“Scene of the Crime (Whose Crime?)”
In this interview, Pepón Osorio talks about his 2003 installation piece, Scene of the Crime (Whose Crime?), which the artist is shown installing at Museo de Arte Contemporáneo de Puerto Rico in Season 1 of Art in the Twenty-First Century.
ART21: How does the size of the installation and the location effect the work?
OSORIO: In my work, I don’t think that there’s one place; I think there are many places. I often feel that the work comes from many different perspectives and different angles, different realities. And I guess—because of the complexity, because of the exuberance, because of the multiplication—the work offers the opportunity for it to happen in more than one place. What I am trying to do specifically with my work—or what I was trying to do at the very beginning with the work, in terms of size—was, in my own terms in the ’80s, a very subversive kind of philosophy. And since I had gone into isolation in the South Bronx, and I was creating work on my own and presenting it in the context of community, then I needed to have an open space, a larger space where the work can be seen. And then in itself, when people came to look at the work, it became greater than their size. So therefore, it demanded attention, and therefore they had to deal with the issue.
When it went to the museum, the work also demanded the same size, and it demanded the same attention. And I think that somehow, subversively, I was thinking not in terms of a museum as much as in terms of storefronts and places where it had to be seen before. And it was quite interesting because, unlike the tradition of artists of color at that time—not finding its place in a museum—I was then demanding the largest place than ever. And for me, that was my connection to the space. I came in as a squatter, more than anything else, into the museum world. And my interventions were pretty much the same way, in storefronts.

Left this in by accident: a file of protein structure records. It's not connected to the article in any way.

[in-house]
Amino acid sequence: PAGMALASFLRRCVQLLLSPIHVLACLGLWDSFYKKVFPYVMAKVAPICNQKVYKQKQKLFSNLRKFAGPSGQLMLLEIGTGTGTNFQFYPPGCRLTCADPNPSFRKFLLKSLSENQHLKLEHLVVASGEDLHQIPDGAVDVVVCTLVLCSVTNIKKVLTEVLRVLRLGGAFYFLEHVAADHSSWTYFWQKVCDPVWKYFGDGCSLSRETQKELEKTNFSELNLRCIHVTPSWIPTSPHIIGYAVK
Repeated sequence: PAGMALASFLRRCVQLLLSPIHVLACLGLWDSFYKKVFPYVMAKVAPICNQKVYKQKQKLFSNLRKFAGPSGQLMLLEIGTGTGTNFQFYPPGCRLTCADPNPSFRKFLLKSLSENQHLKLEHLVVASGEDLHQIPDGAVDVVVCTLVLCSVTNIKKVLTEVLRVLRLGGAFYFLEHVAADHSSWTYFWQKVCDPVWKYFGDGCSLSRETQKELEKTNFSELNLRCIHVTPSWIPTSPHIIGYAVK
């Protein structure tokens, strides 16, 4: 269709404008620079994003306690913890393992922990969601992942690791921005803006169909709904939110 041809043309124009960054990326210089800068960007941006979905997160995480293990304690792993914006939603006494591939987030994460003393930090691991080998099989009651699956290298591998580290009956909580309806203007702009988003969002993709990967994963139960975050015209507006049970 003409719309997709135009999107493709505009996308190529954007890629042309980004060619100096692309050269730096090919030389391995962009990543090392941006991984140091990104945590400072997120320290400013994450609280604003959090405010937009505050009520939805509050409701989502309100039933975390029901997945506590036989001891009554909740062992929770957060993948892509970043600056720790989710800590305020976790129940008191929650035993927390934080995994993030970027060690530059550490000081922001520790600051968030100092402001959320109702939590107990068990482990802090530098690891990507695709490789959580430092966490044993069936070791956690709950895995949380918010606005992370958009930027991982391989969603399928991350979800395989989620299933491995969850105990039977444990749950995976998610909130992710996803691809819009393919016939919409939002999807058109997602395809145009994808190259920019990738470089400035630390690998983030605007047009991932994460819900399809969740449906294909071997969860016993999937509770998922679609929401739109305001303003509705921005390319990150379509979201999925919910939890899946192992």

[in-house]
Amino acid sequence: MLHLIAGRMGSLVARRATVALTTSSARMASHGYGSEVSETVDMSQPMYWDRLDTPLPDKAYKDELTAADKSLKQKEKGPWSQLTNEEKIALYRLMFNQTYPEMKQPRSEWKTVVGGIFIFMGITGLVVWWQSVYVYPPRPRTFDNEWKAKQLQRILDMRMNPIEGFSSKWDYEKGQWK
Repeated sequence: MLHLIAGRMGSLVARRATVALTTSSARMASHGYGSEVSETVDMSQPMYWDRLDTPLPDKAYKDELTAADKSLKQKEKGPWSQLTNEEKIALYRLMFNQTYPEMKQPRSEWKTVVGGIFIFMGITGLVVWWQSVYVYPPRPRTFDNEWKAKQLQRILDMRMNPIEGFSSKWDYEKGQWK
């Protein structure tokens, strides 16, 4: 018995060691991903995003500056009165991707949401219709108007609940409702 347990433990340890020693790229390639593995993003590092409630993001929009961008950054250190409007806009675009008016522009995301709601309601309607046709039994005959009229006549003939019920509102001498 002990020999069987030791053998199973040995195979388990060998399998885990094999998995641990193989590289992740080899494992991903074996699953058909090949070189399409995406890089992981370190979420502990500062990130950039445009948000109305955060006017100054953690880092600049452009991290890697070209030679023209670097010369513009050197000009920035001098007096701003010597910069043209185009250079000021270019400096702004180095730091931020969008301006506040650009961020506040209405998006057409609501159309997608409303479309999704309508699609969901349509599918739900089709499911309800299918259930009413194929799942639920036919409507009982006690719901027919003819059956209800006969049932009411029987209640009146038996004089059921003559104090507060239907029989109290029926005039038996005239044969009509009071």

Space, for me—it’s not connected. I think that, when I go in into the space, it provides its own spirituality. And so then, for me, my interventions with the work, the work itself—how can I explain it? It’s more like a metaphor than anything else. The space in itself has a spiritual content. My work has its own, and when it comes in, it just comes together in one place. It’s kind of hard to explain because often, in terms of space, I go in with one monumental chunk from any specific community and put it into another place that it does not necessarily fit in. But it’s part of it.
For example, when this piece, Scene of the Crime, was at the Whitney Museum, it almost felt as if I had taken a piece of the South Bronx out of its roots and placed it in the middle of Madison Avenue, you know? And that’s my relation to space. That’s my relation—one of intervening, of intervention—one of somehow juxtaposition, but at the same time trying to fit in or force it into a location, more than anything else. And maybe that’s how I feel with my work, that it goes against the grain. But somehow, because of its spiritual qualities, it flows in itself.
ART21: What in your work, specifically, do you think goes against the grain?